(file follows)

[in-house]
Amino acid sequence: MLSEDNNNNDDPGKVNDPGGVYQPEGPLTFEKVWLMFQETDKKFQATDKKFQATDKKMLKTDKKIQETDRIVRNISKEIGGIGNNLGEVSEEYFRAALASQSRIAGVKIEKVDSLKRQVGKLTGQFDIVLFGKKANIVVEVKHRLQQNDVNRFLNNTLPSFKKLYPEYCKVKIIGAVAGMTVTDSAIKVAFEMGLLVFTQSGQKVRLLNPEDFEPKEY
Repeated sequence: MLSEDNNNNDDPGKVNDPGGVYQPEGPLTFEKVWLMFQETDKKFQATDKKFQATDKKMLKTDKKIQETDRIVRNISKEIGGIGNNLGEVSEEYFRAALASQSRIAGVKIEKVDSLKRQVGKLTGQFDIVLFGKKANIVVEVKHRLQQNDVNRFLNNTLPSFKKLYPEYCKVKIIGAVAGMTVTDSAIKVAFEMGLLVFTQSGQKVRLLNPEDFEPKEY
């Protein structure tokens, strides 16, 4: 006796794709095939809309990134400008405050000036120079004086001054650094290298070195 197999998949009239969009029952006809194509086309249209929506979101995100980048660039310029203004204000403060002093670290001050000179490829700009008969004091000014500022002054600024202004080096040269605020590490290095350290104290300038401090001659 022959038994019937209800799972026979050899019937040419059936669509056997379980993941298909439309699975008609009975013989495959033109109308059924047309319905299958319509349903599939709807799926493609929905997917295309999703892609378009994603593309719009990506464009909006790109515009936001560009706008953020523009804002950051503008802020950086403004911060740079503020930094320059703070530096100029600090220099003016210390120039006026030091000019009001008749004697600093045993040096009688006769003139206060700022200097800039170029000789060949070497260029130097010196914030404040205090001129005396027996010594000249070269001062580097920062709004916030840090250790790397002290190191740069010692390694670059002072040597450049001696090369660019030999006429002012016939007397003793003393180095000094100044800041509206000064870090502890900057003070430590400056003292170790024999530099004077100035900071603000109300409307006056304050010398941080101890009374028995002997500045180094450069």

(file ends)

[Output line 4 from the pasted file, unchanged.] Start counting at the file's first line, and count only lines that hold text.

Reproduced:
């Protein structure tokens, strides 16, 4: 006796794709095939809309990134400008405050000036120079004086001054650094290298070195 197999998949009239969009029952006809194509086309249209929506979101995100980048660039310029203004204000403060002093670290001050000179490829700009008969004091000014500022002054600024202004080096040269605020590490290095350290104290300038401090001659 022959038994019937209800799972026979050899019937040419059936669509056997379980993941298909439309699975008609009975013989495959033109109308059924047309319905299958319509349903599939709807799926493609929905997917295309999703892609378009994603593309719009990506464009909006790109515009936001560009706008953020523009804002950051503008802020950086403004911060740079503020930094320059703070530096100029600090220099003016210390120039006026030091000019009001008749004697600093045993040096009688006769003139206060700022200097800039170029000789060949070497260029130097010196914030404040205090001129005396027996010594000249070269001062580097920062709004916030840090250790790397002290190191740069010692390694670059002072040597450049001696090369660019030999006429002012016939007397003793003393180095000094100044800041509206000064870090502890900057003070430590400056003292170790024999530099004077100035900071603000109300409307006056304050010398941080101890009374028995002997500045180094450069």